On its debut, an EP of five items taken down from the ’60s/’70s covers cupboard, sometime Midwest supergroup Golden Smog pseudonymously included Minneapolitans Dan Murphy (Soul Asylum), Chris Mars (ex-Replacements), Gary Louris and Marc Perlman (Jayhawks) and Kraig Johnson (Run Westy Run). Imparting an acoustic/electric country-rock tilt in skillfully played arrangements, the part-time quintet offers unironic renditions of Thin Lizzy’s “Cowboy Song,” the Stones’ “Backstreet Girl” (the disc’s folky highlight), “Easy to Be Hard” (from Hair), the mysterious “Son (We’ve Kept the Room Just the Way You Left It)” and Bad Company’s “Shooting Star” (sung by guest Smogger Dave “Tony James” Pirner). (Trivia buffs note: the musicians’ made-up surnames derive from the streets on which they were born: Murphy, for instance, is David Spear-Way; Louris is Michael Macklyn-Drive.)
Beyond a deeper professional commitment, the replacement of Mars by drummer Noah Levy (Honeydogs) and the new chair pulled up around the fireplace for singer/guitarist Jeff Tweedy of Wilco, what makes the sextet’s second coming an entirely different proposition is that all but two of the fourteen songs are originals. Suffused with a comfy pals-on-a-porch feel, Down by the Old Mainstream doesn’t so much meld or showcase the various personalities as heap them all into a versatile No Depression group any one of them could lead. All the voices sound like facets of the same person, and the songs (with the notable exception of Johnson’s nonsensical “He’s a Dick” and, to a lesser degree, a cover of Bobby Paterson’s clumsy “She Don’t Have to See You”) fit together like pieces of a nicely worn puzzle. The electric numbers (like Murphy’s “Ill Fated” and Ronnie Lane’s “Glad & Sorry”) are better than the acoustic ones (although Tweedy’s “Pecan Pie” is pretty inviting), and the Pirner-sung ballad “Nowhere Bound” works best of all, but this modest, heartfelt album is one on which the musicians’ pleasure at singing and playing arrives intact and affecting. Amping up the band’s mysterious and comical mythologizing, Rykodisc sent out advances of the album in a complete-with-slip-case, booklet (the slightly oversized A History in Smog) and two make-believe CDs (Swingin’ Smog People and America’s Newest Shitmakers, boasting great song titles but, alas, no music) box set called 35 Years of Golden Smog.
Recording at Ardent in Memphis with Big Star drummer Jody Stephens taking Levy’s place, Golden Smog moved closer to easygoing Americana on Weird Tales. With Johnson mostly gravitating toward the Louris/Tweedy axis and only two Murphy songs, rock gets back-burnered here, although Tweedy’s “I Can’t Keep From Talking” and Louris’s “White Shell Road” do pick up the pace. The latter busts out a raging Tweedy guitar solo, which is welcome but incongruous. A well-crafted but mildly downcast and dull album, Weird Tales reaches its distinctive zenith in “Keys,” a chugging funk workout marred by a wobbly Johnson vocal.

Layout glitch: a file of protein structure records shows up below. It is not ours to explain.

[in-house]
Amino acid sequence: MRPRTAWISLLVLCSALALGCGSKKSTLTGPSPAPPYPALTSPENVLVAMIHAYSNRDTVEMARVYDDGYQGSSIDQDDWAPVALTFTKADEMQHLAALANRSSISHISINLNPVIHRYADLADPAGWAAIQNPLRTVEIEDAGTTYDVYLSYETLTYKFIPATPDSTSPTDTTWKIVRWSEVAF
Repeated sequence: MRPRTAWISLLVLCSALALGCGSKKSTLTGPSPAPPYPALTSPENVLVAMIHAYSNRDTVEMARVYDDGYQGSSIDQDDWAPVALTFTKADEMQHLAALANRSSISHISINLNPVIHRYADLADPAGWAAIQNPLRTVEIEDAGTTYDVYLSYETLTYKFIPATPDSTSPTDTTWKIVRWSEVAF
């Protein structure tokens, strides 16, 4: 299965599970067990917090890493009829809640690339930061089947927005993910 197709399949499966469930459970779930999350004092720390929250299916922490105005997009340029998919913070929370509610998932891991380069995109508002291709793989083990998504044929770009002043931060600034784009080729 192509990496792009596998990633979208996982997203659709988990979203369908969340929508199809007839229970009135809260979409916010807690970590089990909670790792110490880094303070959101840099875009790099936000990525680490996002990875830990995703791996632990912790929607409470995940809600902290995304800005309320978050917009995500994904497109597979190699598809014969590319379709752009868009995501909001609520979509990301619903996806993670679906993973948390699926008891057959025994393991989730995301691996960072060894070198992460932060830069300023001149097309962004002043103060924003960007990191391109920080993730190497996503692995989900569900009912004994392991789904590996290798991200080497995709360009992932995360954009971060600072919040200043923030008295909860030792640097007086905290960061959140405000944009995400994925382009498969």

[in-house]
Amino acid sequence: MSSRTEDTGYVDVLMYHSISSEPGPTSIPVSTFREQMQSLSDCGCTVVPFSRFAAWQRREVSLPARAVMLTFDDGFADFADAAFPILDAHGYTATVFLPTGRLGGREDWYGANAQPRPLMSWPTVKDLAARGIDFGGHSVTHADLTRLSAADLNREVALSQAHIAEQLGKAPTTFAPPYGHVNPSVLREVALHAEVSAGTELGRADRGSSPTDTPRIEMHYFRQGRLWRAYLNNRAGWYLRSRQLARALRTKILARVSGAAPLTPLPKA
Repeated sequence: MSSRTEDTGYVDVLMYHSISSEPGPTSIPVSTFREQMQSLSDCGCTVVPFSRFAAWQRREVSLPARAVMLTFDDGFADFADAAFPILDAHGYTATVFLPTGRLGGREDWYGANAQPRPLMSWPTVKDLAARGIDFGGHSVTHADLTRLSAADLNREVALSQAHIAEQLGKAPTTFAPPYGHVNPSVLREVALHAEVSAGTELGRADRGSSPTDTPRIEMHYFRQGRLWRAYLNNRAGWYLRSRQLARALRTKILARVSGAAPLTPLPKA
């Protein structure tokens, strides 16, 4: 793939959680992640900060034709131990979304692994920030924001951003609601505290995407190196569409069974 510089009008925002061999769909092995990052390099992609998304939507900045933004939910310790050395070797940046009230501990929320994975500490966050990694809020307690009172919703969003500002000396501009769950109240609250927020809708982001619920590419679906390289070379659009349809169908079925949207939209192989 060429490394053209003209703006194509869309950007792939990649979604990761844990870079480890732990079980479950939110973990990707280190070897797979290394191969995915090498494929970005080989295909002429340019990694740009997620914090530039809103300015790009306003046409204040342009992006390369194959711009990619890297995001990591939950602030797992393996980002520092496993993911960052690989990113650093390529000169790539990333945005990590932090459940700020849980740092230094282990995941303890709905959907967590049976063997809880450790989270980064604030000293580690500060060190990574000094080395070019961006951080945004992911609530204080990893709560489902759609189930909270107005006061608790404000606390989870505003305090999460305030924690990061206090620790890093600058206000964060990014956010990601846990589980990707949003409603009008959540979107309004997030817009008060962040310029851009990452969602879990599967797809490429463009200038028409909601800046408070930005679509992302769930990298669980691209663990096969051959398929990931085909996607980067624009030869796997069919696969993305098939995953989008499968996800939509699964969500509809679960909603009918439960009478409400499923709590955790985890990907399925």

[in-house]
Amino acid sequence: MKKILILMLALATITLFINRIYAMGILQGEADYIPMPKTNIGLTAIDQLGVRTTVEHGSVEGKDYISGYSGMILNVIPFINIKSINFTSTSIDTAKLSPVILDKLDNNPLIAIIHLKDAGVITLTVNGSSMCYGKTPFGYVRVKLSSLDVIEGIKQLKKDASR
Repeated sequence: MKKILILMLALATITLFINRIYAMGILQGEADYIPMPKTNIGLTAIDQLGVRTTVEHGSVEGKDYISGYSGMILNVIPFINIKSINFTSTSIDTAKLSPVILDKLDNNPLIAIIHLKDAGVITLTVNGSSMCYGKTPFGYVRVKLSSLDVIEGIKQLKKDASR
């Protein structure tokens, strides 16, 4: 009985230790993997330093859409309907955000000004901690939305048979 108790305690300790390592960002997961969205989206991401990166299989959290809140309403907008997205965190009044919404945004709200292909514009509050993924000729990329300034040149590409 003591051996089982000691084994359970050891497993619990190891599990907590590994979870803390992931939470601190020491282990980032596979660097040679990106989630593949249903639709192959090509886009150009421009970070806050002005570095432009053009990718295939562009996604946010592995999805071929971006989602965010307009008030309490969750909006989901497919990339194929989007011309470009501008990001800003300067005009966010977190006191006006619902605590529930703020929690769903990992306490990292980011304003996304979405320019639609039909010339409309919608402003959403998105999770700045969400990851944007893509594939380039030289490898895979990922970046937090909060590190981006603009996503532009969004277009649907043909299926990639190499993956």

Minneapolis pop genius Ed Ackerson (R.I.P.) co-produced Blood on the Slacks, a lightweight but enjoyable eight-song set that sounds more like a unified band effort than anything in the prior Smogverse — despite increased diversity in its assembly of writers and players. (Significantly, Tweedy is not in attendance this time.) In addition to a handsome straight cover of David Bowie’s “Starman,” the programme includes J. Mascis’s “Tarpit” and a Pirner-Johnson co-write (the brief samba-leaning instrumental “Magician”) alongside contributions from Murphy, Johnson, Louris and Perlman. The record uses three drummers: Peter Anderson (the Ocean Blue, Honeydogs), Linda Pitmon (Steve Wynn’s band, the Baseball Project, Filthy Friends and countless one-offs) and Perlman, while “Can’t Even Tie Your Own Shoes” adds a horn section.
With Ackerson back as co-producer, Another Fine Day is an absolutely wonderful rock record packed with great tunes and enthusiastic, energetic performances —the rollicking product of a resourceful band bursting with good ideas. Johnson is a potent force on the album, kicking things off with the odd but effective “You Make It Easy,” following it one track later with the winsome yacht rock of “5-22-02,” which could easily be mistaken for the Traveling Wilburys. In fact, Johnson co-wrote half of the album’s songs, including the wacky “Frying Pan Eyes,” the psychedelically weird “Beautiful Mind,” the blithely McCartneyesque piano pop of “I Can” and the album’s standout, “Corvette” (“don’t it blow your mind — the dream is never over”), a speeding group composition with joint vocals by Murphy and Louris, wah-wah rhythm guitar and skedaddle drumming by Pitmon . Murphy is also responsible for the raging “Hurricane,” the most exciting song he’s delivered since Soul Asylum. For welcome contrast, Tweedy and Louris combine handsomely on “Long Time Ago,” a lovely ode to childhood, while Perlman (the album’s bassist) brings the sweet love in “Cure for This.” Somehow, a cover of a Dave Davies Kinks song, “Strangers,” sung by Tweedy and Louris, slots right in like the missing piece of a jigsaw.
The Stay Golden compilation contains eight songs each from Mainstream and Weird Tales plus a bonus cover of Tweedy singing Brian Wilson’s “Love and Mercy” and an early version of Weird Tales‘ “Until You Came Along .”
Golden Smog (Tweedy, Johnson, Louris, Murphy, Stephens, Perlman, joined by former Geraldine Fibbers violinist Jessy Greene, an occasional Smog adjunct) reunited in April 2022 to play two shows at First Avenue as part of a belated celebration of the legendary Minneapolis club’s 50th anniversary.